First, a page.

Polish Language Blog

Some great Polish Christmas traditions Posted by on Dec 20, 2015 in Culture

Christmas is coming! Although it doesn’t feel like it in New Hampshire right now…No snow and 50 degrees! I think this is the first Christmas  since I moved here without snow;(

I miss Poland and Polish Christmas! I’m really hoping to spend next Christmas in Poland with my family…Today I can just think about how special this time would be:)

Midnight Mass (Msza o północy/Pasterka), the Christmas Tree (Choinka), carol singing (kolędowanie), the giving of presents – these are all traditions which the Poles share with other European nations, though other customs like hanging elegant Christmas stockings are not widely followed. Family arguments, dodgy pop songs and spicy dishes which children aren’t necessarily desperate to eat – those are not ruled out either. But let’s not get carried away with the Scroogey side of Christmas (although it would be interesting to find a good Polish translation of the word ‘humbug’) as Poland has many marvelous traditions of her own, some of them deeply moving.

Here are few of my favorites:

Szopki (Nativity Scenes)  – These are often translated as cribs, but the classic Cracovian szopka looks more like the kind of coloured castle that you find in a Russian fairy tale.

In the olden days, nativity scenes provided a pleasant way of making a bit of extra cash for masons. When snow stalled construction projects, craftsmen would sell szopki and other ornaments for Christmas to well-to-do Cracovian households. In more recent times, an annual competition was instated, partly as a means of keeping the tradition alive. This entered its 63rd year in 2005.

The contest begins every year on the first Thursday of December, when the entrants (including everyone from youngsters to jovial old grandpas) bring their creations to the Mickiewicz statue on theMarket Square. At midday, the bugle cry announces that the scenes should be whisked away to theHistorical Museum, where judges will decide on the winner. The following weekend the winners are announced and the year’s pickings are put on display.


Image found on http://www.poloniamusic.com


Święty Mikołaj – (St. Nicholas’ Day) Polish children are blessed with the exciting prospect of two present extravaganzas. The 6th of December is the Day of St. Nicholas, the kindly saint so commonly associated with Father Christmas. A few weeks before the big day, children write letters to the old fellow (often posting them by hand to the post office or leaving them on the window sill etc.). If the little monsters have been good, the bountiful saint will bring rewards…..In my house Mikołaj would always leave little gifts under the pillows at night:)

Wigilia (Christmas Eve) – is the most sacred day in Poland’s yuletide calendar, culminating in the breaking of the ‘opłatek’ blessed wafer and sharing holiday wishes with loved ones, often a deeply emotional moment.

The central element of Wigilia is a twelve course dinner without meat, the number of dishes symbolizing both the months of the year and the twelve apostles. A dash of hay is placed on the table, recalling the manger, and the celebration begins when the first star appears in the sky. This was always my favorite part…My family (with a lot of cousins) would always wait for the first star to appear in the sky…all of the kids were in the window looking for it!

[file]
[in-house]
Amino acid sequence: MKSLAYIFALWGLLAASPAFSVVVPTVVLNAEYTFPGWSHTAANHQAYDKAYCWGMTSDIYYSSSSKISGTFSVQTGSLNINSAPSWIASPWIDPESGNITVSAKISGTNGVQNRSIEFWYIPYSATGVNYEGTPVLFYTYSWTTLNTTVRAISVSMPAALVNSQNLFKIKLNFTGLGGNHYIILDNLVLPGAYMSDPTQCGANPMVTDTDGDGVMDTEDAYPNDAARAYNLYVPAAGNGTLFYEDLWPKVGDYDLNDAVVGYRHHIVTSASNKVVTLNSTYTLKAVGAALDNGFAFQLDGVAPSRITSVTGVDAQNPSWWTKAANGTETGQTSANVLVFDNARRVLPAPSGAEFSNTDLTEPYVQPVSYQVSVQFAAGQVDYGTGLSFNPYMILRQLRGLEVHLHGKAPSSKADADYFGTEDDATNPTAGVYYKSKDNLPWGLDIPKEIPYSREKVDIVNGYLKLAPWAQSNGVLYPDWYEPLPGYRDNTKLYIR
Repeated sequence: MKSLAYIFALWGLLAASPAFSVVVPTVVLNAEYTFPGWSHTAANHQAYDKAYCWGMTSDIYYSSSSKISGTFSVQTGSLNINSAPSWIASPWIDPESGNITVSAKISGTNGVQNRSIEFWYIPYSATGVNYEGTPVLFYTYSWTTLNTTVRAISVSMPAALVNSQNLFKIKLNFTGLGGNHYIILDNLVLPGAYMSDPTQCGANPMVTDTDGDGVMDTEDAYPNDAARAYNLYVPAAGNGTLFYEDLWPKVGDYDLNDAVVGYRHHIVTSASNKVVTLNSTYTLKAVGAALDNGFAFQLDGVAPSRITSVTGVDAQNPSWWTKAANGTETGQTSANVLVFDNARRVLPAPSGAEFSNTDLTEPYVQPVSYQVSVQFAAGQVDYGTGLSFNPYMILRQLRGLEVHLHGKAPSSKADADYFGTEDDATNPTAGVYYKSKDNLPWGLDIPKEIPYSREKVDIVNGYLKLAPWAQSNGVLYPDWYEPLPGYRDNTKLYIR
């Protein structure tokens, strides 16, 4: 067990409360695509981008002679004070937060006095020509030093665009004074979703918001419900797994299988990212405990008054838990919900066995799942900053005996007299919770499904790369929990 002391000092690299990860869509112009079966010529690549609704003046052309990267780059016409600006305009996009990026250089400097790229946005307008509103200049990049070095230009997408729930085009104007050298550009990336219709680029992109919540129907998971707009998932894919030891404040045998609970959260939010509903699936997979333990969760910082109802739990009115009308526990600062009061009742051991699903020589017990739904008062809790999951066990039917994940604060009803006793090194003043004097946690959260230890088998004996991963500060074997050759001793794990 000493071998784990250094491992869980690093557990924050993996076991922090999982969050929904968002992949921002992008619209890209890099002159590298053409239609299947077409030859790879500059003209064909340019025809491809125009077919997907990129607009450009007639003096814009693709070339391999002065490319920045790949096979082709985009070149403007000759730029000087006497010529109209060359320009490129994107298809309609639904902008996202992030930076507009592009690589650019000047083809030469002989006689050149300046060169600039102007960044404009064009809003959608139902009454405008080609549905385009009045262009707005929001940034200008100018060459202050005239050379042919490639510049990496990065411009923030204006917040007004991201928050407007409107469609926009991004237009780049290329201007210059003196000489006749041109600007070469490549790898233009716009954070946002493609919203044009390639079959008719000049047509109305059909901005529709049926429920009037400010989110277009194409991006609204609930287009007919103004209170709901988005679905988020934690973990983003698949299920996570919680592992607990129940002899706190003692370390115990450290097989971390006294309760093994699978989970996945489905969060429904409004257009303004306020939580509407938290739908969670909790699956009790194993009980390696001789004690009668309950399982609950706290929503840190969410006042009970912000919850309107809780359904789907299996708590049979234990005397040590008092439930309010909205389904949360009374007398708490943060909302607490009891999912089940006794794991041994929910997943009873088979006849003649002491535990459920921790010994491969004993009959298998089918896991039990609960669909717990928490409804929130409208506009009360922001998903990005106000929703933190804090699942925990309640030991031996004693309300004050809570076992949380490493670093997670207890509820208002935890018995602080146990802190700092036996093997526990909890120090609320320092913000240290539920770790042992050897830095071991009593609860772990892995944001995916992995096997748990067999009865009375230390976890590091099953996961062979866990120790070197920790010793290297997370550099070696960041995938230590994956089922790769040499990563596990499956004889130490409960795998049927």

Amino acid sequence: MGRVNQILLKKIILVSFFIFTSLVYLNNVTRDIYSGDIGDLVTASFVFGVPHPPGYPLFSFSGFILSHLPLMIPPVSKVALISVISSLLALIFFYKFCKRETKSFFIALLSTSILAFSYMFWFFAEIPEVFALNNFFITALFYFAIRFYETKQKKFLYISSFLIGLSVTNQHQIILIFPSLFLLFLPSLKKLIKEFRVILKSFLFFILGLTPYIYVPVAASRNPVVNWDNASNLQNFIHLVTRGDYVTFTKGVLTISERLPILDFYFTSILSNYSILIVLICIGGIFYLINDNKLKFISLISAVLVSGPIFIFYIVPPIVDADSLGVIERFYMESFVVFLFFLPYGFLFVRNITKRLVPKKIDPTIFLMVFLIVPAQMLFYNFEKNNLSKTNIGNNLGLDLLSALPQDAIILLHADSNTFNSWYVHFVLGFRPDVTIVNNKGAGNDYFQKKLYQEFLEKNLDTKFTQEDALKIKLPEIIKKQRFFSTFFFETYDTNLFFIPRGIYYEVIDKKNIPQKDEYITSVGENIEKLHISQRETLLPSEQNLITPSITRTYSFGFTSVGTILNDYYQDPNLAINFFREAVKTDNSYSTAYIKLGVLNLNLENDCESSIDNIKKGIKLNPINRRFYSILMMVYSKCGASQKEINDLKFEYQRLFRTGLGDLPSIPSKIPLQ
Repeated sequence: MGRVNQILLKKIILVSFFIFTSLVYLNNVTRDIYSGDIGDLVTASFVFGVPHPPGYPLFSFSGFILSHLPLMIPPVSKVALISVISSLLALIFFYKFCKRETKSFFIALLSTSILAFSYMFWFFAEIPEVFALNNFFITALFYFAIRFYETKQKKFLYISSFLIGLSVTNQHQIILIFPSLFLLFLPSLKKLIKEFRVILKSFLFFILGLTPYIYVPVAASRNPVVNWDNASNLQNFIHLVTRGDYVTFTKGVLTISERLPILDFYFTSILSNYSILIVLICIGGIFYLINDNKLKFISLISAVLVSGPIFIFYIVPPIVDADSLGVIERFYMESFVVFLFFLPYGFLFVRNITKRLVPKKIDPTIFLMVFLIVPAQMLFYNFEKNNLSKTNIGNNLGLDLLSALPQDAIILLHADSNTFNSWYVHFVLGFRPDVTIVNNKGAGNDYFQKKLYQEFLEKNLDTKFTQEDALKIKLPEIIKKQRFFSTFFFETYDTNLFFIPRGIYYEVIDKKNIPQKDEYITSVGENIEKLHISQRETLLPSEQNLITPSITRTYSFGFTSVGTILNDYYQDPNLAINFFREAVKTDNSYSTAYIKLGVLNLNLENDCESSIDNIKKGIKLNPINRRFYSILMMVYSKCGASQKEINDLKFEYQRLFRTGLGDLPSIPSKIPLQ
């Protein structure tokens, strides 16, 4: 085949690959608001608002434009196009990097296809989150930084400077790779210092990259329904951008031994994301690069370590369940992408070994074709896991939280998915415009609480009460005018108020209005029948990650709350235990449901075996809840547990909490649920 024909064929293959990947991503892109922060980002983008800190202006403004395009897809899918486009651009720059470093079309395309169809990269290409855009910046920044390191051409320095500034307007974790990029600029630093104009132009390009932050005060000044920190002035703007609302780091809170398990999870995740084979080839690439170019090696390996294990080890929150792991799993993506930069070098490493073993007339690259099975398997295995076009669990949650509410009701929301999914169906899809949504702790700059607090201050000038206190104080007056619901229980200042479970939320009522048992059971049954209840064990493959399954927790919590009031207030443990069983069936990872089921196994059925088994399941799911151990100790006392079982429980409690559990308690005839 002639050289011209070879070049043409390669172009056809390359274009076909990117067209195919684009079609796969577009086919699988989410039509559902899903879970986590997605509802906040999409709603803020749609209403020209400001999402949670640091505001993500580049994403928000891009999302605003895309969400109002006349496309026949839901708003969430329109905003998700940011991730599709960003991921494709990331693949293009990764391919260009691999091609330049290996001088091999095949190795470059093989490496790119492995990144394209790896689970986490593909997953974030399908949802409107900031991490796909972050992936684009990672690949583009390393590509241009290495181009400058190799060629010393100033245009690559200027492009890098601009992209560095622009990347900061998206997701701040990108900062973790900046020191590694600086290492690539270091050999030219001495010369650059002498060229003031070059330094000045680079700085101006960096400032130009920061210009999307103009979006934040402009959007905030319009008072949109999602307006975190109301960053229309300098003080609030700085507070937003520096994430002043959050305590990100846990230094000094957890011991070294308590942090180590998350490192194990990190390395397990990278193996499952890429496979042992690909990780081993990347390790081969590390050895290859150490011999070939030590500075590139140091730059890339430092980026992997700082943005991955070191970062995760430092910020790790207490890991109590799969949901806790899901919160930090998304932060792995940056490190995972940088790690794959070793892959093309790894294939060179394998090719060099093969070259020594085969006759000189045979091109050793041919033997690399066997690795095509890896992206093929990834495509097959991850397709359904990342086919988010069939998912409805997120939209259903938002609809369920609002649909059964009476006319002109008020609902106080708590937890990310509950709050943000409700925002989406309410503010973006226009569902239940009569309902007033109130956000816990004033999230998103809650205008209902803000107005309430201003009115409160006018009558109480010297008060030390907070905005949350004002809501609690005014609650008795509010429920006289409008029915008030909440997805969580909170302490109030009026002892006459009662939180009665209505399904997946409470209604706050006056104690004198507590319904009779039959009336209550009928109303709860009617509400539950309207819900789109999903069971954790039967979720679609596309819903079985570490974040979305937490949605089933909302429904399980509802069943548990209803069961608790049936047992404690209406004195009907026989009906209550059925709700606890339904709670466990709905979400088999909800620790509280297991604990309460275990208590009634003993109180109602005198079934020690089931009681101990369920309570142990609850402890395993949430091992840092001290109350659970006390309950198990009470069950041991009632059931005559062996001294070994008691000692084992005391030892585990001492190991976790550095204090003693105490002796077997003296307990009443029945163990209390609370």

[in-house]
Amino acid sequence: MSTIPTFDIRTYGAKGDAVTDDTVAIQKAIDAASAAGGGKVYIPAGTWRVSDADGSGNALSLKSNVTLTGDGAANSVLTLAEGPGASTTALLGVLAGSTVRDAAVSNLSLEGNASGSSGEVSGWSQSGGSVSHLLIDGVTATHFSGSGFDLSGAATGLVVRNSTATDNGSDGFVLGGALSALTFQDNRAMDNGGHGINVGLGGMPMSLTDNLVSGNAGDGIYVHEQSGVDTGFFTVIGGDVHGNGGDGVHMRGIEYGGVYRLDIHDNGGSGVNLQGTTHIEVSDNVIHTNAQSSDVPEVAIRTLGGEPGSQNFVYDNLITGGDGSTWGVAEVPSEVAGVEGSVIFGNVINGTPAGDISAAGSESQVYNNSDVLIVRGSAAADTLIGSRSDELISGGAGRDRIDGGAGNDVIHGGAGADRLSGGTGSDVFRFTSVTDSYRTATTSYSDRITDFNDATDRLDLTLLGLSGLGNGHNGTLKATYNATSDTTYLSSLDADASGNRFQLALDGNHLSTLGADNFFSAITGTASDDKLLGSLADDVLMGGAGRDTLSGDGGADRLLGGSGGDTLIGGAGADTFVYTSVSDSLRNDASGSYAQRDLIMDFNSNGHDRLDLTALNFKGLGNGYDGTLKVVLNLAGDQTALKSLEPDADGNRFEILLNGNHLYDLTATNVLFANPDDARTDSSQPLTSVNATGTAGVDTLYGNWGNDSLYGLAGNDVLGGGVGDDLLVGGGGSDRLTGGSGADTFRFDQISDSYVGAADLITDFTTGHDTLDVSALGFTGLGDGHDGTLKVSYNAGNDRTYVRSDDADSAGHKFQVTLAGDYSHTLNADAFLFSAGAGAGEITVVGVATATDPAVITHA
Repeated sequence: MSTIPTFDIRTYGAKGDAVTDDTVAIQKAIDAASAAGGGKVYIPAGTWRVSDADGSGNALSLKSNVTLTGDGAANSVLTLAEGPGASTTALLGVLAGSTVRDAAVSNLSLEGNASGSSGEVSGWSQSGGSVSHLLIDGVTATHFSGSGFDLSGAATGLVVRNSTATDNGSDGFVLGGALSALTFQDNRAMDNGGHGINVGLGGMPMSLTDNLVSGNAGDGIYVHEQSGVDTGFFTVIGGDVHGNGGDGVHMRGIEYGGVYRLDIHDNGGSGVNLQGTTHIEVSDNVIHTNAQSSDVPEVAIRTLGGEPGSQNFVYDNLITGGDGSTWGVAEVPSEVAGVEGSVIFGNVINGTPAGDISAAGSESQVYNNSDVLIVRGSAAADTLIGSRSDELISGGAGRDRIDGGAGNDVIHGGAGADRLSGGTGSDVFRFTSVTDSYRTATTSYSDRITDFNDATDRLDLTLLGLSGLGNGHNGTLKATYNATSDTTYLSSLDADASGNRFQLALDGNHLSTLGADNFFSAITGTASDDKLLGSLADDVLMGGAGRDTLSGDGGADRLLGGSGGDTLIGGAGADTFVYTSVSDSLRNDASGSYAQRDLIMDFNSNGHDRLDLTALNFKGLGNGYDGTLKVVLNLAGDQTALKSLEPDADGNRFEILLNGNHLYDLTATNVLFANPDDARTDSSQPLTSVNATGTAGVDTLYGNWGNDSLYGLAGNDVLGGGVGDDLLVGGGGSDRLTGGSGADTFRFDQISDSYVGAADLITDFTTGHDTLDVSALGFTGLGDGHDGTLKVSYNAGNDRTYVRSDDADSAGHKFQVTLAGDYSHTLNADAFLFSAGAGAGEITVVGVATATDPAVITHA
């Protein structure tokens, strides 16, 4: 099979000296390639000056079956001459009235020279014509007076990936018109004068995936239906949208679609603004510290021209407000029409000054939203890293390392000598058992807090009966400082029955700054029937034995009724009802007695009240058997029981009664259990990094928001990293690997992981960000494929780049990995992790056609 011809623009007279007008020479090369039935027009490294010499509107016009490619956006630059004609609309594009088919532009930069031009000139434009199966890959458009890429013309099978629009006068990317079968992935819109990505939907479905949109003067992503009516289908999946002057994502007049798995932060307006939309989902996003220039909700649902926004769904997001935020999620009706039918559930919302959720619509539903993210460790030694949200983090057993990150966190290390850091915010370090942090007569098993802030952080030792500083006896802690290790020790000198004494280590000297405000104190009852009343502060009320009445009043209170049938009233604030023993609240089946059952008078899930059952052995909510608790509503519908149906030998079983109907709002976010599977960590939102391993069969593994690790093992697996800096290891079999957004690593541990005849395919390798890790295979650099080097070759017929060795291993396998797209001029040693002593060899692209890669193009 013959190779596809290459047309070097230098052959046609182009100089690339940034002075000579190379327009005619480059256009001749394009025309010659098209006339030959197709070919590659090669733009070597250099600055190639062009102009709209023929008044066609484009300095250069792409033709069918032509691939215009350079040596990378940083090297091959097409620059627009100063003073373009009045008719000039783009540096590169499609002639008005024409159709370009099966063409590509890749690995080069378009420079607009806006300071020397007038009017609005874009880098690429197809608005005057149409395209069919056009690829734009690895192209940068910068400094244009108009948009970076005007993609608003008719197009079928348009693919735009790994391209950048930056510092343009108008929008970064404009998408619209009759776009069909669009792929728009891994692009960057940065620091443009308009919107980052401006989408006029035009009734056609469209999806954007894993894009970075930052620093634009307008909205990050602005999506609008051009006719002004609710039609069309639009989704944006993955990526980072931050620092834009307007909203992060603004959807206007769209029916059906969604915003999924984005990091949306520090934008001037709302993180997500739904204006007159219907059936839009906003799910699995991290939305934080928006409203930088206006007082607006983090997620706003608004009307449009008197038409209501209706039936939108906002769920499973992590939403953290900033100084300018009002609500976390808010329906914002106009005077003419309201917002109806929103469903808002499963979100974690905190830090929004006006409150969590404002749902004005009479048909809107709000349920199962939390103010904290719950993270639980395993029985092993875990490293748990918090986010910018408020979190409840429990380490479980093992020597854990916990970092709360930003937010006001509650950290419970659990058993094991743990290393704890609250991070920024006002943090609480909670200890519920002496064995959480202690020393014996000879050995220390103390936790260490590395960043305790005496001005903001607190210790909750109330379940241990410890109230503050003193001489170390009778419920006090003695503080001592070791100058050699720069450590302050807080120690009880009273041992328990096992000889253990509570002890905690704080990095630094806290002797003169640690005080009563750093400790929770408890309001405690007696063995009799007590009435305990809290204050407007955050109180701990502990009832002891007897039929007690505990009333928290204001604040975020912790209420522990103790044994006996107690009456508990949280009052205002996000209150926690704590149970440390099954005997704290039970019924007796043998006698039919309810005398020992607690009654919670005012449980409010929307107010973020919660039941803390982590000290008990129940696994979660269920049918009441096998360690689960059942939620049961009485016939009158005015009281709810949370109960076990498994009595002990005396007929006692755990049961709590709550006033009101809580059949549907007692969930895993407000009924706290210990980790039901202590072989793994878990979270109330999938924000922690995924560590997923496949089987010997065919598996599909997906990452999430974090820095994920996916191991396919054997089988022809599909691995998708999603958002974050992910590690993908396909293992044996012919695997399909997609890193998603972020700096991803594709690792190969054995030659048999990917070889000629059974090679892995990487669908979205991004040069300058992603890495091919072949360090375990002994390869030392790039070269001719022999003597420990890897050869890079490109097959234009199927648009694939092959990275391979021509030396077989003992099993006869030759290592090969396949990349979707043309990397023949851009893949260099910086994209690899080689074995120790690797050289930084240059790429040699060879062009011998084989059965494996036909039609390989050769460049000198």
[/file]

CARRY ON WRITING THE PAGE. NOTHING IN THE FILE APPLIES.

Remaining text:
Opłatek – Before the dinner begins, pieces of ‘opłatek’ are handed around, and prayers are said. Thoughts turn to those members of the family who are not present, and an intensely reflective atmosphere takes hold.

The tradition of opłatek took off during the nineteenth century when many Polish families were separated, most famously after waves of patriots were dispatched to Siberia for rising up against Russian rule. Blessed wafers were sent to relatives in exile and divided families held parallel observances. Although an opłatek is inexpensive today, they often come imprinted with beautiful seasonal imagery. In the countryside, farm animals are also given oplatek as it was they who first greeted the baby Jesus. On this night, it’s believed that the goodly animals talk in human voices.

There are many, many more beautiful Polish Christmas traditions…Which one is your favorite? Let us know in comments below!

Wesołych Świąt!

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About the Author: Kasia

My name is Kasia Scontsas. I grew near Lublin, Poland and moved to Warsaw to study International Business. I have passion for languages: any languages! Currently I live in New Hampshire. I enjoy skiing, kayaking, biking and paddle boarding. My husband speaks a little Polish, but our daughters are fluent in it! I wanted to make sure that they can communicate with their Polish relatives in our native language. Teaching them Polish since they were born was the best thing I could have given them! I have been writing about learning Polish language and culture for Transparent Language’s Polish Blog since 2010.


  1. Thomas Dorozynski:

    When you break and pass the wafer on Xmas eve what do you say to the recipient in Polish

    • Kasia:

      @Thomas Dorozynski Hi Tom! You usually wish your family and friends happy New Year, wonderful time spend together, lot’s of health and happiness!

  2. Thomas Dorozynski:

    Wesolych Swiat. Tom